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P108 Publications Improve Wound Care Guideline Quality And Impact
  1. L Bolton1,
  2. S Girolami2,
  3. L Corbett3,
  4. D Merkle4
  1. 1Robert Wood Johnson University Medical School, New Brunswick, USA
  2. 2Therapy Support, Cincinnati, OH, USA
  3. 3Hartford Hospital, Hartford, CT, USA
  4. 4Bridgeport Hospital, Bridgeport, CT, USA


Background High quality evidence based (EB) wound care guidelines reduce costs of care and improve outcomes. They may help stem the growing burden of chronic wound care only if disseminated and used.

Context Publications supported development, quality and dissemination of EB wound care guidelines with content-validity (CV).

Description of Best Practice Multidisciplinary volunteer guideline developers from a global, non-profit wound care organisation with patient and wound-related specialty membership, used standardised evidence strength criteria and independently-rated CV Index as standardised recommendation strength to develop inclusive venous and pressure ulcer “Guidelines of Guidelines”. Representatives of six North American societies collaboratively published research and educational opportunities identified by this unique guideline development process.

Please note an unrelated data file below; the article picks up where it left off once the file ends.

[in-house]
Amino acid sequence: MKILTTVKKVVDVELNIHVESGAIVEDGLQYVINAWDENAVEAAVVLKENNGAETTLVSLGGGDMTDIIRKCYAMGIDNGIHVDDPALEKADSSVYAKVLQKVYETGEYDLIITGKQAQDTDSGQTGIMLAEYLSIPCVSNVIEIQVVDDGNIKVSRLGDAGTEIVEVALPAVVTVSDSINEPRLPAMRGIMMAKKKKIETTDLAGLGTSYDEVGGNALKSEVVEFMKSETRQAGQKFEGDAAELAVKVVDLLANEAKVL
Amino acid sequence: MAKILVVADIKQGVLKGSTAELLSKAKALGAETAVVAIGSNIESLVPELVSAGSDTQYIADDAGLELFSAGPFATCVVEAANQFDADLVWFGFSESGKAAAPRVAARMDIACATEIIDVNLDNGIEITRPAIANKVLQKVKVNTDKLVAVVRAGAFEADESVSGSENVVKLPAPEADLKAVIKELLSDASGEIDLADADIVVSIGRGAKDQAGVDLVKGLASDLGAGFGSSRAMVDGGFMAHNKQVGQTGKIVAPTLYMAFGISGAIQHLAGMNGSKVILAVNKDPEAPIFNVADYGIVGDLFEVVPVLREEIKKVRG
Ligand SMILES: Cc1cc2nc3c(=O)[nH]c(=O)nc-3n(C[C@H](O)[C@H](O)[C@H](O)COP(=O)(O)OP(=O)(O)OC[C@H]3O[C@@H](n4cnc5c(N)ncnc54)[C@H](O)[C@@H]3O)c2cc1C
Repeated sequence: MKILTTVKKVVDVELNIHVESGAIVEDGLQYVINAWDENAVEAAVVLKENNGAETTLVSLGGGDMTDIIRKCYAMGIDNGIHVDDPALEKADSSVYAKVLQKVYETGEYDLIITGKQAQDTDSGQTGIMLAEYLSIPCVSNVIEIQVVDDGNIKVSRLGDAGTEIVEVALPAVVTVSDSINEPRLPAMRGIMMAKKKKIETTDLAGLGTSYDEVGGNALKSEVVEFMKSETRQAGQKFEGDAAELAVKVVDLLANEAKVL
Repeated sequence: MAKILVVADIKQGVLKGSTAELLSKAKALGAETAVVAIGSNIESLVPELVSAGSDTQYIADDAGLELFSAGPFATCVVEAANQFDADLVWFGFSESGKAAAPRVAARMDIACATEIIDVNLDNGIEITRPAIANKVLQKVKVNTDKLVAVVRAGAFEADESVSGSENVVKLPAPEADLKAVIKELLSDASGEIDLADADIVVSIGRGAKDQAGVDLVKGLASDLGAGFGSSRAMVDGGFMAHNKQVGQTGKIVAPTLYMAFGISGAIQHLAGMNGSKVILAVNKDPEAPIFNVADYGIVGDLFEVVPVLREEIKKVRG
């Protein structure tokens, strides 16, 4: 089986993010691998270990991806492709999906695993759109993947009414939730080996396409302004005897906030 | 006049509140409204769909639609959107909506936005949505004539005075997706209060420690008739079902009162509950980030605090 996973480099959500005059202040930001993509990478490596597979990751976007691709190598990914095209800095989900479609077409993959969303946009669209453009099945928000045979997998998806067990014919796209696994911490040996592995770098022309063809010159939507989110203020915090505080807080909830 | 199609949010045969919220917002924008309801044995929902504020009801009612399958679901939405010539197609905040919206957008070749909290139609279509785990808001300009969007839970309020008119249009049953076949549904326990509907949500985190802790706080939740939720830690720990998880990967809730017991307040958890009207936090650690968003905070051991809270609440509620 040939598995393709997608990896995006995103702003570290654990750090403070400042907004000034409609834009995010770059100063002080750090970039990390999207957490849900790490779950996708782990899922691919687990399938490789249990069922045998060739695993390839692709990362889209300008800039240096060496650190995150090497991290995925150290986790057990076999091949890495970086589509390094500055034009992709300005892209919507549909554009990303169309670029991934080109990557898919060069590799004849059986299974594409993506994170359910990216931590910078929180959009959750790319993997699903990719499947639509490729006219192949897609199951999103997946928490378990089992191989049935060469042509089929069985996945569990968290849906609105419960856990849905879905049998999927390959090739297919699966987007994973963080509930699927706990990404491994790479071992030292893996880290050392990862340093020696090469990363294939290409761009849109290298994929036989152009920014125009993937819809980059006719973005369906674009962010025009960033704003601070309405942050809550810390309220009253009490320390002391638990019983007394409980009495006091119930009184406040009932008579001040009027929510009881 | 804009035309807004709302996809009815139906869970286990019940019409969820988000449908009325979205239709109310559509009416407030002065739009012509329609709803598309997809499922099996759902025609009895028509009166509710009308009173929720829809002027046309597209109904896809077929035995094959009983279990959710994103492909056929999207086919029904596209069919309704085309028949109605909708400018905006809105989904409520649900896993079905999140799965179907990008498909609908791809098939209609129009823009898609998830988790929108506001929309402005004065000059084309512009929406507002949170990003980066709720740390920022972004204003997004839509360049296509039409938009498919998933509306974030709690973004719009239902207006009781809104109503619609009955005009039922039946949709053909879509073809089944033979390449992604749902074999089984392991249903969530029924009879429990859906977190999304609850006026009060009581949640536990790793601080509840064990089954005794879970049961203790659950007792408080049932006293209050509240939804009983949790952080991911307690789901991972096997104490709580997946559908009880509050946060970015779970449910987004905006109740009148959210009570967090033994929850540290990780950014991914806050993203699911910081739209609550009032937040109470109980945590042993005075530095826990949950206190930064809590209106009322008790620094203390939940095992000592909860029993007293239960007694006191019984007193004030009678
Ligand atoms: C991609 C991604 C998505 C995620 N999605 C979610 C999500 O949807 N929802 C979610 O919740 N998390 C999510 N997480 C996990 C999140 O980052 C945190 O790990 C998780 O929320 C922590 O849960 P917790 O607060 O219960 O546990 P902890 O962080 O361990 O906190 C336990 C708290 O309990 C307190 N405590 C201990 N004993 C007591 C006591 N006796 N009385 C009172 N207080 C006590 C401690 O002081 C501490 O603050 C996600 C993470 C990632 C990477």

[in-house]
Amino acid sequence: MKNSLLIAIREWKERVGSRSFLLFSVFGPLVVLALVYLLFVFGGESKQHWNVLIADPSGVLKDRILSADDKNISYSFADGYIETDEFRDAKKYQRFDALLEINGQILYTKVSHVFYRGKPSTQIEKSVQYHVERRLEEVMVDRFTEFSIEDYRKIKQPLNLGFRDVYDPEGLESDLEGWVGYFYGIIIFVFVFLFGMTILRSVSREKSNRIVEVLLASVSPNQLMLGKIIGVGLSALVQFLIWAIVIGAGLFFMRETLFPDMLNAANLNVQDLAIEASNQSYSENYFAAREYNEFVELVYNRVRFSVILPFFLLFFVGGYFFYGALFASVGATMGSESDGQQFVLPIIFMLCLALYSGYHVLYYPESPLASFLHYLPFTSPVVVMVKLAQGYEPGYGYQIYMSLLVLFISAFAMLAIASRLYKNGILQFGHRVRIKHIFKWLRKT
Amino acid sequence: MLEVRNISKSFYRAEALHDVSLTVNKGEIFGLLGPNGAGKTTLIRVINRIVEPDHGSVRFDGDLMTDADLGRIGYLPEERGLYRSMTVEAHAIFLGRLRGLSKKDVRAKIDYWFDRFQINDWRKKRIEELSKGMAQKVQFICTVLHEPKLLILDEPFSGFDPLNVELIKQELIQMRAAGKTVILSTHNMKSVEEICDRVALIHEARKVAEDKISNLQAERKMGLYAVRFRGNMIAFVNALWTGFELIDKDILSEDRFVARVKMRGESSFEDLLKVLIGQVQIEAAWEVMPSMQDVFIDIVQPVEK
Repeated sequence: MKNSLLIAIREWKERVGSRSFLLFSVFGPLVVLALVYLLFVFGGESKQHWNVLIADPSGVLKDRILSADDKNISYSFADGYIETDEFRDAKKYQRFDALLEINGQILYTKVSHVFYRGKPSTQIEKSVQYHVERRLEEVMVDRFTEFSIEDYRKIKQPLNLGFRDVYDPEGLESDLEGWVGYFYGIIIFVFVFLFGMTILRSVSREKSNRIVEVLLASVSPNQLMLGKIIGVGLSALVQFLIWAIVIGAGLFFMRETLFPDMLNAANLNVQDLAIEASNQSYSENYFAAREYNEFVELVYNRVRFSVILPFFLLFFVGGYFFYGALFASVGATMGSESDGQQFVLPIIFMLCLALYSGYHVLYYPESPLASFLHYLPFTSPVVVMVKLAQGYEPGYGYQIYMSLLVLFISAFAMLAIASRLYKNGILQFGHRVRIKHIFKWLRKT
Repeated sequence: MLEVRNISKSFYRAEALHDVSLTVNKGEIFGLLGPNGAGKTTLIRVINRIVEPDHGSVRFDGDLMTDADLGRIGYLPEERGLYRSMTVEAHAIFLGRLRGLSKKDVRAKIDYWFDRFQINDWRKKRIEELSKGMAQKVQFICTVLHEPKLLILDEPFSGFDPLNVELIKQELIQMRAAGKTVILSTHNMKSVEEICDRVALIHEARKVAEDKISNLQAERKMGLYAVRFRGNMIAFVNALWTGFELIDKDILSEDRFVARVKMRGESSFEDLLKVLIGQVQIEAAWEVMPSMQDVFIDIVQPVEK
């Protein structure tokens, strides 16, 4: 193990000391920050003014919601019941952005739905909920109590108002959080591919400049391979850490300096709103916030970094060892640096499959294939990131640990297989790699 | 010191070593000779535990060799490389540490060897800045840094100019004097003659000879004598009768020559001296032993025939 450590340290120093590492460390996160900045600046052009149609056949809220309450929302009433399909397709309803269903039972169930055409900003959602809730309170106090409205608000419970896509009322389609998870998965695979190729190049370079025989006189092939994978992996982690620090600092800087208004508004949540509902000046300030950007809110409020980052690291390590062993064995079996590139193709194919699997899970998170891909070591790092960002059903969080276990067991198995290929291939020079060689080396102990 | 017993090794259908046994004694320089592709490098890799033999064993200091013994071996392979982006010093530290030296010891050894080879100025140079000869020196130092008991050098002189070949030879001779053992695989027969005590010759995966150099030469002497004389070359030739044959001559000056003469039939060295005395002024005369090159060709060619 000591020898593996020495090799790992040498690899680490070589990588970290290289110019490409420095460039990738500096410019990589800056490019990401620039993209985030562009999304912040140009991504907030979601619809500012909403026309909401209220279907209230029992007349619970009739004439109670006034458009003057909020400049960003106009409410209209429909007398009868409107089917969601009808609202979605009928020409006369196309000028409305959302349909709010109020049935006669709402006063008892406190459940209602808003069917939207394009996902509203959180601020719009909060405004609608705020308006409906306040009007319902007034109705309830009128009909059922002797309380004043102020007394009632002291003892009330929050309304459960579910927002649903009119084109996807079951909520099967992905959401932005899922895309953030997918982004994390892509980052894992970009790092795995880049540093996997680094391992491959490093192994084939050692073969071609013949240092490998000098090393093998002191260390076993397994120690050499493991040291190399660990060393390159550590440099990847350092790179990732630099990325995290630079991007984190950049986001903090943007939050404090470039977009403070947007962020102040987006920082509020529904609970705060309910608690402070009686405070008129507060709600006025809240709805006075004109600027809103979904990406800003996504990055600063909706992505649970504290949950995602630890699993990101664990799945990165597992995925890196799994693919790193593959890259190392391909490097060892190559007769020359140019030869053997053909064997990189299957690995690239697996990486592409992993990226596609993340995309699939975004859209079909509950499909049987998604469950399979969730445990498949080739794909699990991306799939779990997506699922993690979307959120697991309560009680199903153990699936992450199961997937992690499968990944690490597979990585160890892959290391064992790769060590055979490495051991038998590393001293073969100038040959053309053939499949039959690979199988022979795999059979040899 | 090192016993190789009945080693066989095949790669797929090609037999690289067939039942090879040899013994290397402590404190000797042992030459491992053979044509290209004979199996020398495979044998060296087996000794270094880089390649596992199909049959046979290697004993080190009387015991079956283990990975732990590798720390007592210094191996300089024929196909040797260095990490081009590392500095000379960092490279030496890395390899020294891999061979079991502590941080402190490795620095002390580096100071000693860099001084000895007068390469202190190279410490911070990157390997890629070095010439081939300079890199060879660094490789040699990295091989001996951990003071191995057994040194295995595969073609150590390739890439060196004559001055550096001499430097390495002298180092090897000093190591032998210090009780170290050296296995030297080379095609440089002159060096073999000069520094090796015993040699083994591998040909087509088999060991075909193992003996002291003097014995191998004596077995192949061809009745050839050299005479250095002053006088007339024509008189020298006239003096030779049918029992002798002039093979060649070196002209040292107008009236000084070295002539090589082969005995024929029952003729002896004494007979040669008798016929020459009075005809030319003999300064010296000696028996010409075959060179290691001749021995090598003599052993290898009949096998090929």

Lessons for Guideline Developers, Adapters, Implementers, and/or Users Publications accessible at the organisation website transparently described the guideline development process, a hallmark of guideline quality while enhancing awareness of the guidelines and EB CV recommendations worth implementing. Publications in multidisciplinary journals minimised sampling bias by inviting readership to complete online CV surveys. Publishing research and educational opportunities focused the field on EB research and education needs and fostered international cooperation, helping unify wound care across countries, settings and specialties. Medical school and university nursing and physical therapy programmes are disseminating core messages of EB CV wound care by using the guidelines, publications, patient brochures, algorithms and implementation tools to improve quality and consistency of care.

Conclusion Publications enhanced venous and pressure ulcer guideline development quality, awareness and use while unifying wound care and highlighting needed research and education initiatives.

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